I used to sing in high school, you see. Attending Our Lady of Perpetual Help gave a young black girl few choices for her elective time. It was either clapping erasers with Sister Arceneaux or the choir. Anyone with a measure of talent wound up in the choir. I wasn’t bad, but I wasn’t particularly good either. What I remember most from those days is the precious few times I was able to become lost in the song.
When things were just ‘so’ and we were perfectly on pitch, we seemed to be able to make something greater than each of us individually. It was like a vibration, or a wave and it took me someplace limitless and timeless. The colors around me were so bright, and the faces of everyone glowed in heavenly beauty. Those were my favorite times.
Unbeknownst to me, they settled into the back of my heart, waiting like a subtle assassin to drive the knife into my high ideals and lofty morals. And that is how a little girl’s secret desire sentenced humanity to still more generations of poverty, hunger and disease. I couldn’t help but think of how many times this drama had played out in front of Legba. How often had he watched humans make the same, selfish choice?
“A famous blues singer.”
Legba’s statement held no condemnation or surprise. If anything he seemed amused at my request. Or maybe he was amused that I wasn’t aware enough to have expected it to come out of my mouth.
“Now that’s one I haven’t heard in awhile. But I s’pose people never really lose their hunger for the Blues. There’s just something about that sound…all that ‘lonely, unfulfilled need’. It just keeps y’all coming back for more.”
With a self-satisfied smile, Legba put his hat back on, crossed his arms and regarded me. Those eyes, for the rest of my short life, haunted me. They were the eyes of lovers, of so-called friends and even family. That night I got two gifts from Legba. I got the gift of the songbird and I got to see those eyes. To see where he lived in my fellow humans. See who took Legba’s deal.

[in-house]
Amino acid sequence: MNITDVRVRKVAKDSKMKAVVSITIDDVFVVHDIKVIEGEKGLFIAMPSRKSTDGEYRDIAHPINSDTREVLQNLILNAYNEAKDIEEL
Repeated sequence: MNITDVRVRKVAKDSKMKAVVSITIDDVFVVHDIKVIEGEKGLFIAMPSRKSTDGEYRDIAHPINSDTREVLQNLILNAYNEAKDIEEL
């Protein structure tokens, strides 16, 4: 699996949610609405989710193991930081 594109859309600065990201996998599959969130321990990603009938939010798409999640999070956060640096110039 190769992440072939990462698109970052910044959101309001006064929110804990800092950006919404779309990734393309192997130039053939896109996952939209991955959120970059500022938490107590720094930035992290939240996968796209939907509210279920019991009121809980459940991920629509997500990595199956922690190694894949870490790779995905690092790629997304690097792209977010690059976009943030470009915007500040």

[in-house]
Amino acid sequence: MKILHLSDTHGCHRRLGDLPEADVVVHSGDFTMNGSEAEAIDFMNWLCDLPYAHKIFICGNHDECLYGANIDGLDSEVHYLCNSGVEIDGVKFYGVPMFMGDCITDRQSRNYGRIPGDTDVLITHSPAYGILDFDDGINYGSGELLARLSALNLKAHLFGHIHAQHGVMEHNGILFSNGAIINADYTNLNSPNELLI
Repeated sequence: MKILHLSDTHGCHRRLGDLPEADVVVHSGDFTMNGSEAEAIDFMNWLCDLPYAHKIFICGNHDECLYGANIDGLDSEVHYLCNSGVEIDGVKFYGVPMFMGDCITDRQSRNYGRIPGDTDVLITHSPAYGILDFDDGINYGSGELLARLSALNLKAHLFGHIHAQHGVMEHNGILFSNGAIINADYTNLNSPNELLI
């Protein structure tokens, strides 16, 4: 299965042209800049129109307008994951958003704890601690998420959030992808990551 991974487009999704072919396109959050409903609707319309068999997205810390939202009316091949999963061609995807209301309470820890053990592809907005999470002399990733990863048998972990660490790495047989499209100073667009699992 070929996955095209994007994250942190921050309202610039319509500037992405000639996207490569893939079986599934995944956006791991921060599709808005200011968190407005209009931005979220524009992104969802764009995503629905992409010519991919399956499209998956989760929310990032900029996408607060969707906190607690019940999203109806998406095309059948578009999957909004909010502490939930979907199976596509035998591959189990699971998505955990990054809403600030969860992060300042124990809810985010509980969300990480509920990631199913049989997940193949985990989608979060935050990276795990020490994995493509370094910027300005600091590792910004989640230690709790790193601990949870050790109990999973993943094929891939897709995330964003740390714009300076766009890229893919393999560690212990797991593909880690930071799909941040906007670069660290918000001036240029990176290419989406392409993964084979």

I used to think I’d been tricked. My fairy gold had turned to leaves at dawn. My talent had brought nothing but trauma and heartache to all around me. That he had cursed me just like the old stories. But I know now, what he gave me was a gift and not a curse. He showed me the darkness at the very heart of each of us, the black flaws of hatred and jealousy that are mirrors for love and selflessness. I understand now that one can’t exist without the other.
“Well sign right here, Ms. Watts and you shall have your heart’s desire.”
Legba pulled the old yellowed paper from his jacket. I remember the paper. It was heavy and had a sort of oily slick feel to it. The words blurred in the starlight and seemed to evade the grip of my gaze. I felt heady, almost intoxicated with the feeling of possibility, of power.
This is where I fell deep, into his thrall and into my own darkness. The rest of this story is not unfamiliar. I sang, like a beautiful sad bird. I made money. I loved and I lost. Everywhere I went those eyes followed me. Sometimes they knew me for what I was, a fellow dealmaker. Most of them had no idea of what they’d done, or how much they’d truly given up. When I tried to tell them, they’d just get angry, or worse.
This last gig, I saw a young woman in the crowd, a pretty little thing, with a bright gaze and an unruly mop of pale blonde hair. She was about to sign. Any day now and she would have his eyes. After my last song I sent for her from the dressing room. Her name was Crystal and she was going to be a singer too. I was her favorite female vocalist and right up until the moment she plunged that hunting knife into my belly, she wanted to be just like me.
I tried to warn her, of the darkness that was waiting just beyond the light. I tried to tell her about the deals we make, lying awake next to our lovers in the dead of night. How there’s something listening, and it usually answers. I saw her fear turn to anger, then rage. It happened so fast, I couldn’t stop it, but that’s okay.
I’m all right with dying, even though I never really became famous, so long as I can get this down for y’all to read and understand. I know, writing this on the floor in my own blood is a bit morbid, but my legs don’t seem to want to work right anymore. Just remember what I’ve said, warn others and look for the eyes.
An excerpt from the Times Picayune:
Last Wednesday, blues singer Nora Watts was stabbed to death in her dressing room at the Rock ‘n Jay Music Club. Since the crime scene photos were leaked to the public, her bootlegged concerts have gone viral, already breaking many download records.
The grisly photos of Ms. Watts show her attempting to paint a satanic symbol on the floor in her own blood. Fans are now trying to decode her lyrics and are attributing hidden messages to many of her traditional pieces. Not very well known in life, in death Ms. Watts has become an Internet sensation.